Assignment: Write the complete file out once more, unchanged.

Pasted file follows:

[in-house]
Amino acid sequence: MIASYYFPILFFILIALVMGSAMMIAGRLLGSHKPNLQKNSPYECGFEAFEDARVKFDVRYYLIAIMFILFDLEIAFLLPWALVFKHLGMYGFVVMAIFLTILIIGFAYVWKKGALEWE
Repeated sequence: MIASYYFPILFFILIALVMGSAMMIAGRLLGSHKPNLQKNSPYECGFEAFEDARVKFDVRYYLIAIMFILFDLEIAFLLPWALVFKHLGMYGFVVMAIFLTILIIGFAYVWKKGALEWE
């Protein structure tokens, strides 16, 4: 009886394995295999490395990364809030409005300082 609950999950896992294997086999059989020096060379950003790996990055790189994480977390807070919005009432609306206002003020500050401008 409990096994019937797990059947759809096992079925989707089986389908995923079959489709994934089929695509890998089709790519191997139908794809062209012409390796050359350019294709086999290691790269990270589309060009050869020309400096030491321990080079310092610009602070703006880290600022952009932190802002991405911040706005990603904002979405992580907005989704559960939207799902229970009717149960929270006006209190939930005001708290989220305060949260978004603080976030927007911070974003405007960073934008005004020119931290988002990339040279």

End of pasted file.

[in-house]
Amino acid sequence: MIASYYFPILFFILIALVMGSAMMIAGRLLGSHKPNLQKNSPYECGFEAFEDARVKFDVRYYLIAIMFILFDLEIAFLLPWALVFKHLGMYGFVVMAIFLTILIIGFAYVWKKGALEWE
Repeated sequence: MIASYYFPILFFILIALVMGSAMMIAGRLLGSHKPNLQKNSPYECGFEAFEDARVKFDVRYYLIAIMFILFDLEIAFLLPWALVFKHLGMYGFVVMAIFLTILIIGFAYVWKKGALEWE
């Protein structure tokens, strides 16, 4: 009886394995295999490395990364809030409005300082 609950999950896992294997086999059989020096060379950003790996990055790189994480977390807070919005009432609306206002003020500050401008 409990096994019937797990059947759809096992079925989707089986389908995923079959489709994934089929695509890998089709790519191997139908794809062209012409390796050359350019294709086999290691790269990270589309060009050869020309400096030491321990080079310092610009602070703006880290600022952009932190802002991405911040706005990603904002979405992580907005989704559960939207799902229970009717149960929270006006209190939930005001708290989220305060949260978004603080976030927007911070974003405007960073934008005004020119931290988002990339040279």